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American Heart Association says Statin use differs among Hispanic Adults at risk for Heart Disease

 

American Heart Association Rapid Access Journal Report

American Heart AssociationDallas, TX – In the United States, adults of different Hispanic/Latino backgrounds, at high risk for heart disease, varied significantly in their use of widely-prescribed cholesterol-lowering medications known as statins, according to new research in the Journal of the American Heart Association. The difference was based on whether or not they had health insurance.

“These findings have important implications for preventing disparities in cardiovascular outcomes within the growing U.S. Hispanic/Latino population,” said study lead author Dima M. Qato, Pharm.D., M.P.H., Ph.D., assistant professor of pharmacy systems, outcomes and policy at the University of Illinois in Chicago.

Prepping the patient to draw blood for a cholesterol test. (American Heart Association)

Prepping the patient to draw blood for a cholesterol test. (American Heart Association)

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American Heart Association says Post-Traumatic Stress Disorder may affect Blood Vessel Health in Veterans

 

American Heart AssociationDallas, TX – Post-traumatic stress disorder (PTSD) may decrease the ability of blood vessels to dilate, raising the risk of heart attack and stroke in veterans, according to new research in the Journal of the American Heart Association.

In the largest study to date on the impact of post-traumatic stress disorder (PTSD) on blood vessel health, researchers found that blood vessels of veterans with PTSD were unable to expand normally in response to stimulus – they were less reactive — compared to veterans without PTSD. Less reactive blood vessels are linked to heart disease and other serious conditions.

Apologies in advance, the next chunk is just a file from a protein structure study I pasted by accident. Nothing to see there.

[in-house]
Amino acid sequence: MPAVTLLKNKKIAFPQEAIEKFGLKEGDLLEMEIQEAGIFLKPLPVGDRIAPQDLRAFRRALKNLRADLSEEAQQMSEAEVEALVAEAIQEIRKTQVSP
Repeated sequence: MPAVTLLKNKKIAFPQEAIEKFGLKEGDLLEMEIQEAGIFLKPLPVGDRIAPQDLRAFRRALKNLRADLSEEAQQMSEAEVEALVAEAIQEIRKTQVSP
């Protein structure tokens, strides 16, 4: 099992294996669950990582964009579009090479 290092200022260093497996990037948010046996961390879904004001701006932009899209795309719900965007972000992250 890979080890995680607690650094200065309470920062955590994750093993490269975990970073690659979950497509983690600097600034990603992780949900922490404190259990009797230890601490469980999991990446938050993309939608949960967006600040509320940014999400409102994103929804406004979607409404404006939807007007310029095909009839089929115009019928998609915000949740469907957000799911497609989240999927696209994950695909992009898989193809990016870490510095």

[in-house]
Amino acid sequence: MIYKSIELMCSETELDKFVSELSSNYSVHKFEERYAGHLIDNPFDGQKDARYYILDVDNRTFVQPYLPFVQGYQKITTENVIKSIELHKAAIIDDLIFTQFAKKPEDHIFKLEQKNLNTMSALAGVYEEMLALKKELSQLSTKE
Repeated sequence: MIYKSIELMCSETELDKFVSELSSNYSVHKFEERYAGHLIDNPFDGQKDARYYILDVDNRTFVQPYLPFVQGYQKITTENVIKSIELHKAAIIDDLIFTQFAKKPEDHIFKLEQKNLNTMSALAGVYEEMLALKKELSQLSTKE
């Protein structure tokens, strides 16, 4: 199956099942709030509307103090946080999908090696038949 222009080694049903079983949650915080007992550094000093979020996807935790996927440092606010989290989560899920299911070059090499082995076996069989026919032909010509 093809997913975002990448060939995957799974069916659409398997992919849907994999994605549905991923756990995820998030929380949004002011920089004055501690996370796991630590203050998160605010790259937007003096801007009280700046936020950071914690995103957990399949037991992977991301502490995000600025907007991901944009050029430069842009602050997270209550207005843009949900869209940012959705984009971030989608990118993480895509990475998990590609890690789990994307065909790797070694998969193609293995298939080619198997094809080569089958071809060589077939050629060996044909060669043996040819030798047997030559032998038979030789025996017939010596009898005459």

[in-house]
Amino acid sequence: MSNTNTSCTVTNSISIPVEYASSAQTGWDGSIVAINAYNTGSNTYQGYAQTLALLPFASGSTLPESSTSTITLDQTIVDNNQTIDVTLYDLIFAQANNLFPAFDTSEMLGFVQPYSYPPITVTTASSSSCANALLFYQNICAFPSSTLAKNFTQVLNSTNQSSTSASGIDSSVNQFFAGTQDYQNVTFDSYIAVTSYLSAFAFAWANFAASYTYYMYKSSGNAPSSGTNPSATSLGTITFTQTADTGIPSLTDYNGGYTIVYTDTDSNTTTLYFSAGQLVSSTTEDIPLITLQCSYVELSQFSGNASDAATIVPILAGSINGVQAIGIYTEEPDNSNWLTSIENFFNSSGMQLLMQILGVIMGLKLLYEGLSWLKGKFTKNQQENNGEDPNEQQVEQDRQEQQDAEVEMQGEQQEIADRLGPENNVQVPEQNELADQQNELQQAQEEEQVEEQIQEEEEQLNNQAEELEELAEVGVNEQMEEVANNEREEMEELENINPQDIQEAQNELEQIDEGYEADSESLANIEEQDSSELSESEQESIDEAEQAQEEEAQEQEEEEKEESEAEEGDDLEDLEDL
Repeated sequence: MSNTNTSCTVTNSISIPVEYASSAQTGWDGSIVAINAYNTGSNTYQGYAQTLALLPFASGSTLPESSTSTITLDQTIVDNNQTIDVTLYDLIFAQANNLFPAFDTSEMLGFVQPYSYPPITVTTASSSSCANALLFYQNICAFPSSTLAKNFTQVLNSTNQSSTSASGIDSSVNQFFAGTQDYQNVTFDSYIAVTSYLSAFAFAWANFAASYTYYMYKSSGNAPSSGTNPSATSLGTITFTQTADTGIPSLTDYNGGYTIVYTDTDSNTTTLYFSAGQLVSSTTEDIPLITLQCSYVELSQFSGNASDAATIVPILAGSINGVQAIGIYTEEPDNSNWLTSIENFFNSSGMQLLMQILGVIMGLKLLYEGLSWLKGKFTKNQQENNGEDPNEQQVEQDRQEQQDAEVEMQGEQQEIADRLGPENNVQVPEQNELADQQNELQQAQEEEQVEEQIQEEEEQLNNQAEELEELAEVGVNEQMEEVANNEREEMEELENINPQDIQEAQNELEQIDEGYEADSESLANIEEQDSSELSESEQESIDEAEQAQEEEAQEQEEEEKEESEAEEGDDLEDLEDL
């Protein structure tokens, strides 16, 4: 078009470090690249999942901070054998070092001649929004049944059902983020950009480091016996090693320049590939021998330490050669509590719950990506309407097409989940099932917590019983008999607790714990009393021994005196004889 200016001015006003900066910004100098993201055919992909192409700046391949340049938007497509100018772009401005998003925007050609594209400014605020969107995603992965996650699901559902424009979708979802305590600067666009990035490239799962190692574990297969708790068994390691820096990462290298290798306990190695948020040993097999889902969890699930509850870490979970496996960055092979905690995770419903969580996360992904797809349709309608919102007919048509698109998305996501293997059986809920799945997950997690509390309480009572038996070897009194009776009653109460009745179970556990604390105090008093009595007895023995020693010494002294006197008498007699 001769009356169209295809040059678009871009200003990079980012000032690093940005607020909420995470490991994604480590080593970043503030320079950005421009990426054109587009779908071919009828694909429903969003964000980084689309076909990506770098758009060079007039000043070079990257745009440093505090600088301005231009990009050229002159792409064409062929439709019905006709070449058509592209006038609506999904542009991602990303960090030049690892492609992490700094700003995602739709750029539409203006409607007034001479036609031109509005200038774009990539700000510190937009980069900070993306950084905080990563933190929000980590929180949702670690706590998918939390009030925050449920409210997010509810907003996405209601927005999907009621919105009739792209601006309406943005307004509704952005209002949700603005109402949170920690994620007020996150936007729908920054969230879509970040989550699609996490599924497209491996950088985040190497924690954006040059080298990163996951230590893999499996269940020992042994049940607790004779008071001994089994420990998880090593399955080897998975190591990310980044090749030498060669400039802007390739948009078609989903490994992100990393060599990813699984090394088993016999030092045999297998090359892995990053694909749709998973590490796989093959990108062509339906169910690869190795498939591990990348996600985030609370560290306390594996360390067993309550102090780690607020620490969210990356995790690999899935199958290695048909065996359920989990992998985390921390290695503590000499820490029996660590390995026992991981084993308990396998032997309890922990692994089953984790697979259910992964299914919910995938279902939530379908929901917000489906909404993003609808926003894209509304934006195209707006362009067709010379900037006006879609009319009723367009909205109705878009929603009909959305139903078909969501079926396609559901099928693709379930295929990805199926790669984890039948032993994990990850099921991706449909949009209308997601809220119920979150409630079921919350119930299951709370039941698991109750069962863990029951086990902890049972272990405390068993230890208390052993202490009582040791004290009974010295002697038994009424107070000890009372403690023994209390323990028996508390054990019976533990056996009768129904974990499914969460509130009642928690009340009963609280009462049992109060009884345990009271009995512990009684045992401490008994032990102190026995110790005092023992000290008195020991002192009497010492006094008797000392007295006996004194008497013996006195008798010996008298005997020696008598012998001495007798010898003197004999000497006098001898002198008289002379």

Heart illustration with artery close up. (American Heart Association)

Heart illustration with artery close up. (American Heart Association)

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American Heart Association says Stress management may enhance Cardiac Rehab, Improve Recovery

 

American Heart Association Rapid Access Journal Report

American Heart AssociationDallas, TX – Heart patients may benefit from cardiac rehabilitation (rehab) programs even more when stress management is added, according to new research in the American Heart Association’s journal Circulation.

“Cardiac rehabilitation programs do not routinely offer stress management, but this may change should demand increase. And because patients may be reluctant to ask for the programs themselves, the onus is on the physicians to recognize that stress management is important for the optimal medical management of patients,” said James A. Blumenthal, Ph.D., professor of Psychiatry and Behavioral Sciences at Duke University School of Medicine in Durham, North Carolina.

Adding stress management into cardiac rehabilitation programs should be encouraged, researchers say. (American Heart Association)

Adding stress management into cardiac rehabilitation programs should be encouraged, researchers say. (American Heart Association)